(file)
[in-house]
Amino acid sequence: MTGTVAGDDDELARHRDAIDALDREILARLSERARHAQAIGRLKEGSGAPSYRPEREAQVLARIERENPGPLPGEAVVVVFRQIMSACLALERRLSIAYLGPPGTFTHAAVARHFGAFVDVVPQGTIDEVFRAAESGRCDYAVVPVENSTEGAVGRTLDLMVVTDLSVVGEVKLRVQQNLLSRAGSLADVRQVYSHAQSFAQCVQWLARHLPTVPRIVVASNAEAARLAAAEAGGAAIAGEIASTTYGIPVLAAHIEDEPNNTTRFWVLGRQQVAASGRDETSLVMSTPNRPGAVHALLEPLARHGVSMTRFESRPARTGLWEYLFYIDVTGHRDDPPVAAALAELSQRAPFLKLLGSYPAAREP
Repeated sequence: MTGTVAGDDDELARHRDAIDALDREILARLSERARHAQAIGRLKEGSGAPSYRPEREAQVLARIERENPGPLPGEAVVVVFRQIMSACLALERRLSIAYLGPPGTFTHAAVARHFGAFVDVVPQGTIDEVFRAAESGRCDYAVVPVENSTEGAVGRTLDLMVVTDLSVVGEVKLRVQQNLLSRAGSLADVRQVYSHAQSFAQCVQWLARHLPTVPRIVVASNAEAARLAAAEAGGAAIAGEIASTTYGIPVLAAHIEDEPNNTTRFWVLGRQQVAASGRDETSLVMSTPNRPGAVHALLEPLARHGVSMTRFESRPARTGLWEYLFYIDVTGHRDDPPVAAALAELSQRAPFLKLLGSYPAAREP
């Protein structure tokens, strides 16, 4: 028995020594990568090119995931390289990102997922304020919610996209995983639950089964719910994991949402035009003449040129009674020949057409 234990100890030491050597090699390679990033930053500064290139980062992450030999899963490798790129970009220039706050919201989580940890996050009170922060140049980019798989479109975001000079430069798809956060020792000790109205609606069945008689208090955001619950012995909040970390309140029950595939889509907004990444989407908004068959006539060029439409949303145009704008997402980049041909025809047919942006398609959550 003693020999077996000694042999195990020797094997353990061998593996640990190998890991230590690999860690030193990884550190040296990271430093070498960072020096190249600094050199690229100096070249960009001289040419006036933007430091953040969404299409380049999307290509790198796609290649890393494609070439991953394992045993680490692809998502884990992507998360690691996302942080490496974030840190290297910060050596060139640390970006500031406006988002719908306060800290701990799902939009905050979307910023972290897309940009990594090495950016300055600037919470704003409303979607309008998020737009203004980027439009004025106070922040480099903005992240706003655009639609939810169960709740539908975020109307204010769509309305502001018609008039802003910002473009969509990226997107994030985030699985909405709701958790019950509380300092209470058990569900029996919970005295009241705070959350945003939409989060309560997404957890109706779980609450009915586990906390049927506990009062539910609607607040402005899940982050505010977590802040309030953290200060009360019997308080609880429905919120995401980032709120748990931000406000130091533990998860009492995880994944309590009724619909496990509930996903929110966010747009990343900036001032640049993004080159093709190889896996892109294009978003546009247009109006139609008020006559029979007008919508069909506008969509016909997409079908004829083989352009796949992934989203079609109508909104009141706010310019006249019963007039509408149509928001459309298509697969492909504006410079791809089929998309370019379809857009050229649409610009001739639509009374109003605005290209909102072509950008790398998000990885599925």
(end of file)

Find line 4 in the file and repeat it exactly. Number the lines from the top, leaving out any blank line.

């Protein structure tokens, strides 16, 4: 028995020594990568090119995931390289990102997922304020919610996209995983639950089964719910994991949402035009003449040129009674020949057409 234990100890030491050597090699390679990033930053500064290139980062992450030999899963490798790129970009220039706050919201989580940890996050009170922060140049980019798989479109975001000079430069798809956060020792000790109205609606069945008689208090955001619950012995909040970390309140029950595939889509907004990444989407908004068959006539060029439409949303145009704008997402980049041909025809047919942006398609959550 003693020999077996000694042999195990020797094997353990061998593996640990190998890991230590690999860690030193990884550190040296990271430093070498960072020096190249600094050199690229100096070249960009001289040419006036933007430091953040969404299409380049999307290509790198796609290649890393494609070439991953394992045993680490692809998502884990992507998360690691996302942080490496974030840190290297910060050596060139640390970006500031406006988002719908306060800290701990799902939009905050979307910023972290897309940009990594090495950016300055600037919470704003409303979607309008998020737009203004980027439009004025106070922040480099903005992240706003655009639609939810169960709740539908975020109307204010769509309305502001018609008039802003910002473009969509990226997107994030985030699985909405709701958790019950509380300092209470058990569900029996919970005295009241705070959350945003939409989060309560997404957890109706779980609450009915586990906390049927506990009062539910609607607040402005899940982050505010977590802040309030953290200060009360019997308080609880429905919120995401980032709120748990931000406000130091533990998860009492995880994944309590009724619909496990509930996903929110966010747009990343900036001032640049993004080159093709190889896996892109294009978003546009247009109006139609008020006559029979007008919508069909506008969509016909997409079908004829083989352009796949992934989203079609109508909104009141706010310019006249019963007039509408149509928001459309298509697969492909504006410079791809089929998309370019379809857009050229649409610009001739639509009374109003605005290209909102072509950008790398998000990885599925």